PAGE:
Like many people Smudge has a playful side and a professional side. And (unlike a few people I could name, possibly including myself) she knows when professionalism counts. Happily, Smudge senses that not humiliating yourself in front of a group of teenagers because you can’t keep up with your dog is one of those crucial times.
Smudge, a dog with a past
Smudge senses a lot of things, not just because she’s a savvy canine ambassador but because she was originally trained to be a guide dog by the Canadian Guide Dogs for the Blind. Over the course of her training, the now six-year-old lab was deemed too easily “distracted” to make it in the guide dog business, and that’s when she switched to the hanging-around-the-lobby-making-everyone-love-you industry.
I suspect, however, that Smudge wasn’t ever easily distracted at all, but was simply following her own path (much like our walk). She wanted to reach a bigger audience and knew she was destined to be a star.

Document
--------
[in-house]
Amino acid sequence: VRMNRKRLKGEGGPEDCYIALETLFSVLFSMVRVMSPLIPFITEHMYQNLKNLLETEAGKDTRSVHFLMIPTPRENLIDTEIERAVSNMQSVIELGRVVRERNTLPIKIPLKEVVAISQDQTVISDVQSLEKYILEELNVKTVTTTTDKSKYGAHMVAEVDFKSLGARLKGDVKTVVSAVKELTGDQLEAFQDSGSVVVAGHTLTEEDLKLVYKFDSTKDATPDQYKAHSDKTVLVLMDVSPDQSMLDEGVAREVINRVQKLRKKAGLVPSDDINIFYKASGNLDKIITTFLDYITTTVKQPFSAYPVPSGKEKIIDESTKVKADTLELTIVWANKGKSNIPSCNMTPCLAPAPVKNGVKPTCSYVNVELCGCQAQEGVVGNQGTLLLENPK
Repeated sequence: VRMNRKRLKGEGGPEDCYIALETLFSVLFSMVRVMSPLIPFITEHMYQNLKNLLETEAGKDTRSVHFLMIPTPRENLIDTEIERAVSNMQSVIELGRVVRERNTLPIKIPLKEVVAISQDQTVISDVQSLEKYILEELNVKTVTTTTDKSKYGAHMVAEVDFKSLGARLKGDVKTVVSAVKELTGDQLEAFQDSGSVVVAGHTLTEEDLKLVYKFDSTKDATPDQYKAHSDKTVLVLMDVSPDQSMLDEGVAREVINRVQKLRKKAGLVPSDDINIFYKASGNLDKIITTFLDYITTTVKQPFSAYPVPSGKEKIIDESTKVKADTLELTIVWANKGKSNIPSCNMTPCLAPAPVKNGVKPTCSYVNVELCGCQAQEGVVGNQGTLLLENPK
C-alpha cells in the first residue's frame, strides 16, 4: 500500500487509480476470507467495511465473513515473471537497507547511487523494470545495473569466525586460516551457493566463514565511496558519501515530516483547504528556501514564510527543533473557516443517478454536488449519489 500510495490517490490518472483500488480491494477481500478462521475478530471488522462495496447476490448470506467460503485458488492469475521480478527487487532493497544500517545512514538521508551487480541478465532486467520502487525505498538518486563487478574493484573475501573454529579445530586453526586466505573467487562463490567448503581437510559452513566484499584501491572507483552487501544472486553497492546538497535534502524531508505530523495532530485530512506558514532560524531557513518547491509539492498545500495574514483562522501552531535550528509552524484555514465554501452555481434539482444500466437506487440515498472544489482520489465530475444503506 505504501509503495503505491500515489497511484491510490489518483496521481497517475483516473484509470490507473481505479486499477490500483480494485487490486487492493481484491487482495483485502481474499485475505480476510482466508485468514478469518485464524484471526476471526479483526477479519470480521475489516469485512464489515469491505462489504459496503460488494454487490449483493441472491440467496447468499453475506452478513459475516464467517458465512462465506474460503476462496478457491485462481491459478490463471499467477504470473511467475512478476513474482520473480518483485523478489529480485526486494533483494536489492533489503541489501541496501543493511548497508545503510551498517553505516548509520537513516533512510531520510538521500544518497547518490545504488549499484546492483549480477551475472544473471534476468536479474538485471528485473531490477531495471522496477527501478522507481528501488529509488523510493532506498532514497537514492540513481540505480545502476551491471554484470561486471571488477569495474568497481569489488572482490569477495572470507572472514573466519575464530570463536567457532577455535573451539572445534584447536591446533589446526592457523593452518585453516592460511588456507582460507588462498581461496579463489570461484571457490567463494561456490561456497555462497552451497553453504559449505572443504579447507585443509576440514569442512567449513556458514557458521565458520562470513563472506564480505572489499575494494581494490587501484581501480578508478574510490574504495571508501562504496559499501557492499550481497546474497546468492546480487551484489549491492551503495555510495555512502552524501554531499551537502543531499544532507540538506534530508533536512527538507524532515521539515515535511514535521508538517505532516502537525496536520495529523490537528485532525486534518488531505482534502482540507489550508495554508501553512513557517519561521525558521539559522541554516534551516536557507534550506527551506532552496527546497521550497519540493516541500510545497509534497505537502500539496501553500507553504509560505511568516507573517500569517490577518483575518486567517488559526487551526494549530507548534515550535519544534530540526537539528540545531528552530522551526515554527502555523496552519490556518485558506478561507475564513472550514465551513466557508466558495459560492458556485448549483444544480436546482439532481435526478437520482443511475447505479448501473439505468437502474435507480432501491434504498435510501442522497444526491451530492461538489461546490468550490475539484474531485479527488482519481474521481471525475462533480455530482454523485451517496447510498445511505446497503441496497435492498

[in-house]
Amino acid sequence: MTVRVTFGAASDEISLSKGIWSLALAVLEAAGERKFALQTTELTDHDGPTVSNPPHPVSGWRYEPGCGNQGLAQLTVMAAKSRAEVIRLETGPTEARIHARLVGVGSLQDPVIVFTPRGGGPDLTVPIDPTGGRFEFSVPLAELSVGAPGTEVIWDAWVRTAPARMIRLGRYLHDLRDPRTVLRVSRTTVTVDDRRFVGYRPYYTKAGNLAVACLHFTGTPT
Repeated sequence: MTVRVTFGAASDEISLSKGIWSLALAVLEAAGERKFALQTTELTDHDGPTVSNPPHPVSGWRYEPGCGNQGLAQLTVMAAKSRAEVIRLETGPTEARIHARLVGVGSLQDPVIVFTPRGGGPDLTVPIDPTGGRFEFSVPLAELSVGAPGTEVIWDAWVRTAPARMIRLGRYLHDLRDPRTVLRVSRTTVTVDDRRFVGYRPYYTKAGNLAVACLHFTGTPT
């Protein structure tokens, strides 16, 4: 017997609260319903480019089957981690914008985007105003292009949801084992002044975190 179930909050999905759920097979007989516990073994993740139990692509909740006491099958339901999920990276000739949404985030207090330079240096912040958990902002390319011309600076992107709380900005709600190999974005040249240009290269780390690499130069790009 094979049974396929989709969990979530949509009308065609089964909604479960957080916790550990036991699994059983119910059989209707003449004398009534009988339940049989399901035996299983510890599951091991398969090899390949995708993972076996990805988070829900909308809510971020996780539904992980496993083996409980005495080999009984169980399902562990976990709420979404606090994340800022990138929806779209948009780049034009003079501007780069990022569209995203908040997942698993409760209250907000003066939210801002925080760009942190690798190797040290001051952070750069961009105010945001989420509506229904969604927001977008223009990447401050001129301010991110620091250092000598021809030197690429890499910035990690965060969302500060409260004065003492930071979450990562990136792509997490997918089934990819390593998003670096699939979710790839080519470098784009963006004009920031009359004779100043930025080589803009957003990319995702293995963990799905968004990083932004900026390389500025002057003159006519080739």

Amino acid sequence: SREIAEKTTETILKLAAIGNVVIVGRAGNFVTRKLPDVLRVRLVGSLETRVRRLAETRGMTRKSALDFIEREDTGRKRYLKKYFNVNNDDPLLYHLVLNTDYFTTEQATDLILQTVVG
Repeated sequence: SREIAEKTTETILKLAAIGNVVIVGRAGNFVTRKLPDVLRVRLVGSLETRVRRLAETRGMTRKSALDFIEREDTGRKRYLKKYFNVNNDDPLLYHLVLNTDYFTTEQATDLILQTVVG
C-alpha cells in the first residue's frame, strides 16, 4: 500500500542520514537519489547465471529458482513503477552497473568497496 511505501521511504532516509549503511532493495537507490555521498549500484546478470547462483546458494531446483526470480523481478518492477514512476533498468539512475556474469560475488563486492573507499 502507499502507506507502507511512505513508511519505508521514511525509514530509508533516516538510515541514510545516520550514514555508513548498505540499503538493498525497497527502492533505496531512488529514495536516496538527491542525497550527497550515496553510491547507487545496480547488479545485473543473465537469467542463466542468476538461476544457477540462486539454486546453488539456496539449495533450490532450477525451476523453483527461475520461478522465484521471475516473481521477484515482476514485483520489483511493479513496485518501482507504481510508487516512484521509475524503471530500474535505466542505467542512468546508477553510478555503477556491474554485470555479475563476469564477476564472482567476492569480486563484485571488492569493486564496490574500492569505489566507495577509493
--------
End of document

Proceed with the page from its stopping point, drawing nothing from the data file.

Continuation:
Who doesn’t love luxury?
She probably also had a fondness for luxury and 5-star hotels (Smudge and I have much in common), and she decided that holding court on a doggy bed in the lobby of The Fairmont Hotel Macdonald was the right place for her.
Built by the Grand Trunk Pacific Railway, the centrally-located Hotel Macdonald opened in 1915. Considered especially modern for its time (elevators! running water in every room!), it quickly became an Edmonton landmark, a glamorous French chateau-esque building with an Indiana limestone facade and copper peaked roof.
The Fairmont Hotel Macdonald – pretty inside and out
Today the hotel has a number of designated heritage areas: the exterior, the Confederation Lounge, the lobby, the Wedgwood Room, the Empire Ballroom — and oddly enough, the stairway.